tv America Tonight Al Jazeera July 30, 2015 10:00pm-10:31pm EDT
hour. on "america tonight" a watery warning, from tidal pools come signs that trouble in the air is dripping down into our food supply. who knows how far this issue goes if it's affecting our asters in the catchery. what others it would be affecting. lisa fletcher with a story told. >> and a warning under water. >> he was showing us places where the coral bleached and it's gone beyond bleaching into basically being covered in
fungus like a mould. and crumbling away "america tonight" sheila macvicar in the south pacific with a die off and the threat it poses to all of us. thanks for joining us, i'm joie chen. tonight a look at the oceans and the threats beneath the service. coral reefs are like a rainforest beneath the ocean. it sustains the fish and people too. alarming data shows unless carbon dioxide can be brought under control, what is known as coral bleaching, a die off of the critical underwater creatures could set you have a chain of environmental disaster. "america tonight"'s sheila macvicar travelled to the south pacific's marshall island for a first hand look. >> reporter: do you have a short. >> yes. >> reporter: on the boat. this is a dive master.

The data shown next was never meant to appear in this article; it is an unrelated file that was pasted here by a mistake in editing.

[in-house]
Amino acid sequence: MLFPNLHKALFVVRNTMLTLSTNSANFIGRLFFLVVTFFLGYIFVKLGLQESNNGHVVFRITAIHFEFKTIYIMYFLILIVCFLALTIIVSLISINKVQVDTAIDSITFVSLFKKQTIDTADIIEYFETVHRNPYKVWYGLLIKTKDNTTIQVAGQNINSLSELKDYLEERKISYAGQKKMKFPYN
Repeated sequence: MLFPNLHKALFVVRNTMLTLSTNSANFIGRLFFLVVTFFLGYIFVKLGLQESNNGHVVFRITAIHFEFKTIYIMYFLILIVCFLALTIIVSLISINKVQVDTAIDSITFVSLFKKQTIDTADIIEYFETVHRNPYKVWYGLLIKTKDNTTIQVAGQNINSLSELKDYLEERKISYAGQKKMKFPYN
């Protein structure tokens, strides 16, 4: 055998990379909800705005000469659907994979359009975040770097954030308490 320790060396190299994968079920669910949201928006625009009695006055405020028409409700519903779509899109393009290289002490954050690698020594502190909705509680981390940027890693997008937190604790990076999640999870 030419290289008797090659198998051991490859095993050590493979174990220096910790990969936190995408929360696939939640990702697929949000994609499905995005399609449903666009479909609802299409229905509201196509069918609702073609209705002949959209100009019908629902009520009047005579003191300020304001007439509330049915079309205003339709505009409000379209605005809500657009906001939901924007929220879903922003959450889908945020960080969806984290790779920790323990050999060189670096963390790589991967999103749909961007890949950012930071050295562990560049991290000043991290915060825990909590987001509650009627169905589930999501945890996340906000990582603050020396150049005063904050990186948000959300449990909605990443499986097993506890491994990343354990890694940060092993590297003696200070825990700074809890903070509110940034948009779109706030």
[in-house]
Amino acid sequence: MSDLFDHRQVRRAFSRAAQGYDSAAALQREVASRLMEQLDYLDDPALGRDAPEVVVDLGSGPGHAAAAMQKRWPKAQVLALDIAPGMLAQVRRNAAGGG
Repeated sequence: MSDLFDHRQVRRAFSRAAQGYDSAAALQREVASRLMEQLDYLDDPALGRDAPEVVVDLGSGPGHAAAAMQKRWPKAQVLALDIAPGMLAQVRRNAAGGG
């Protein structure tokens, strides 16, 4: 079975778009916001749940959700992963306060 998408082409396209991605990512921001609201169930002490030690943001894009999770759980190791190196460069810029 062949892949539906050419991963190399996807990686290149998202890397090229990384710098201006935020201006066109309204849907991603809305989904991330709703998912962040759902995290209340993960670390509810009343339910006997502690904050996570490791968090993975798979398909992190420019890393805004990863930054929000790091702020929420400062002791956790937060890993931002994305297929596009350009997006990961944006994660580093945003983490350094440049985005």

located in the vast pacific ocean between australia and hawaii imaginero is a populous of dozens of atolls making up the marshall ined. the way to make his living taking tourists scuba diving among some spectacular coral reefs in the world. >> this is a place you have come to for a long title. >> how many years. >> nine years. >> but last year's they were shocked at what he saw when he returned to this favourite spot. >> i saw breaching october. >> when you say bleaching coral, what happened, the carol turned white? >> very white. >> and normally it should be full of colour. >> green, purple red. no more now, >> reporter: that is happening in all of these places.
>> yes. we had a major bleaching event starting in the marshall islands in in fall. it was part of a global event that's been developing over time. and as warm waters moved into the area around the marshall islands in it really stressed the corals and they are in bad shape. into mark is coordinator of reef watch at noah the national oceanographic d atmospheric administration and an expert on the ecology of coral. >> coral is interesting, because they are animal vegetable and mineral. so you have an animal and microscopic algae are living inside the tissue. when temperatures get too high the corals will expel the algae, spit it out into the water column and goes from having a nice algae and tissues to spitting them into the water, a